Some might feel that this admission to subjectivity makes all criticism pointless. But that’s only if you believe the main purpose of reviewing is to supply a final assessment or stamp – the equivalent of the star rating, so loathed by most serious film buffs. Good criticism is a lot more than that: it should be good, engaged writing on its own terms, containing the rigour that an essay on any other subject should have, and not intended to tell the reader “Watch this” or “Don’t watch this” but to provide a sensitive, informed, well-articulated perspective, and possibly to say: “Here is one way of responding to this work. What do you think?”

What about reportage – isn’t that more objective and reliable? I know people who think a research-driven biography has more inherent value than a critical study (“mere opinion”) does. But memories are more fluid and unreliable than we realise. Here is a firsthand experience that was both startling and a little demoralizing for me. Three years ago, while collecting material for a book about Hrishikesh Mukherjee, I had a very pleasant phone conversation with Gulzar, who had worked closely with Mukherjee – as lyricist
and later as dialogue-writer – on many well-loved films. One of those films was the 1973 Jaya Bhaduri-Amitabh Bachchan-starrer Abhimaan. Gulzar-saab told me about how he had worked day and night to produce a screenplay on a short deadline, but eventually, after the script underwent minor revisions, his name wasn’t included in the credits.

And this, he said, was not unusual for the “middle cinema” of the time, though it might sound strange to us today. Mukherjee was helming many projects simultaneously, with different teams of writers contributing bits and pieces to various screenplays. Since his producers weren’t willing to shell out full salaries to a large number of writers for each film, the opening credits were sometimes “manipulated” – writers’ names were distributed across films to ensure that everyone got fair treatment. “We understood the reasoning and were fine with it,” Gulzar-saab told me on the phone then, “it was a genial family atmosphere and we were all learning – there was no unhealthy competition.”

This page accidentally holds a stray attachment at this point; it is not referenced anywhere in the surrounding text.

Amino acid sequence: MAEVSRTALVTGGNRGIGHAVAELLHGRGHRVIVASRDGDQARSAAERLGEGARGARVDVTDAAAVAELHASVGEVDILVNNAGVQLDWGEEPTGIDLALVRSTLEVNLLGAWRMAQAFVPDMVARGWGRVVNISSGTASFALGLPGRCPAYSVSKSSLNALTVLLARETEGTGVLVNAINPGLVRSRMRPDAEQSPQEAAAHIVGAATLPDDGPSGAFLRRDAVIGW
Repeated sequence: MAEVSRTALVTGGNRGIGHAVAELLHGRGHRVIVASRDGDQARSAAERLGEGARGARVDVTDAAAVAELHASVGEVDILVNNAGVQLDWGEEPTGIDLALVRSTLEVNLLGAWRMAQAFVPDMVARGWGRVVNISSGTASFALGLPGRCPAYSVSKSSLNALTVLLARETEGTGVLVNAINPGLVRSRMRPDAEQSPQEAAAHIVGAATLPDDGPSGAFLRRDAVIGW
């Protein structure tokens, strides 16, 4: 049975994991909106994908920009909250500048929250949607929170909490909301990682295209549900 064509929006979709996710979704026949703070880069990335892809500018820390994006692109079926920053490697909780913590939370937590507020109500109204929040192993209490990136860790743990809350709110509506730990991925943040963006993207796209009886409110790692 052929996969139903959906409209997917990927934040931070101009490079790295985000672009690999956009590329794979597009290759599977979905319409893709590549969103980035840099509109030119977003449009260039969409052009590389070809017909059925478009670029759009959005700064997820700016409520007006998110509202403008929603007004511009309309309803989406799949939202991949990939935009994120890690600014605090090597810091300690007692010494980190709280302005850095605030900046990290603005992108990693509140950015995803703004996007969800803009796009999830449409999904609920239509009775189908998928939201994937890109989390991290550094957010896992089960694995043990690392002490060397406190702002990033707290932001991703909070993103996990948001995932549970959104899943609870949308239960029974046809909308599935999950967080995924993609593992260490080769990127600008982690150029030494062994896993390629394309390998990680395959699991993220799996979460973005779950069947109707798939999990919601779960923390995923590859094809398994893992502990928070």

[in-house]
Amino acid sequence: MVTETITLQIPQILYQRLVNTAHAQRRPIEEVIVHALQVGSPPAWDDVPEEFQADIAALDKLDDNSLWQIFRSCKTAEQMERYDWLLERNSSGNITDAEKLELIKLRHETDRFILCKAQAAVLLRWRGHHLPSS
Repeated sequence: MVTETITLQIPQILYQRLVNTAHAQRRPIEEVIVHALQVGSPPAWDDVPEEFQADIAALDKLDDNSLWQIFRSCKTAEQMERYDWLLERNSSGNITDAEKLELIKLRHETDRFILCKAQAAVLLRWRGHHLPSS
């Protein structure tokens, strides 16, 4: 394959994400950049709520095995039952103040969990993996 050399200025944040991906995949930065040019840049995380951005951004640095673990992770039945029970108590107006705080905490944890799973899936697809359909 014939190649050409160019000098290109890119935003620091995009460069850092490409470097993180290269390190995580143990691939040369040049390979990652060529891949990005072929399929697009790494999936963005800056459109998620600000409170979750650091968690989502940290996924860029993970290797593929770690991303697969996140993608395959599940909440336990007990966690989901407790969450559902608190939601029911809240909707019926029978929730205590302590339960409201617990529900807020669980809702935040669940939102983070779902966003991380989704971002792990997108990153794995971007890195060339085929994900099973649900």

This information, along with his quote, went into my book as a testament to the communal spirit in which those movies were made. No wonder then that I was a little shaken when I met Gulzar-saab at an event a few months ago and found that his memories of those days were no longer so cheery. He had been under the weather, or maybe he was just in a bad mood – whatever the case, when our conversation turned to Abhimaan, his face darkened. “Itna bura lagta thha,” he muttered, “itna kaam kiya uss film ke liye.” (“I worked so hard on that film, and felt so bad.”) Speaking as much to himself, sotto voce, as to me, he mentioned an older writer who had been in financial distress at the time the film was made, and who was given writing credit as an act of compassion.

By the end of our little exchange, the veteran writer was sounding more like a raving Lear than the kindly man I had spoken with earlier, remembering warm old days spent in the company of a mentor. It was a reminder that if a critic or researcher has biases or blind spots, the same can be true for his subject. Keep that in mind the next time you read a quote in a biographical work, even when you have full faith in the author’s integrity.

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[Some earlier posts on reviewing and criticism are here. And a post about Gulzar-saab here]

Thursday, July 21, 2016

ISIS brides in a spiritual wasteland: on Tabish Khair’s Jihadi Jane

[Wrote a version of this review for Open magazine]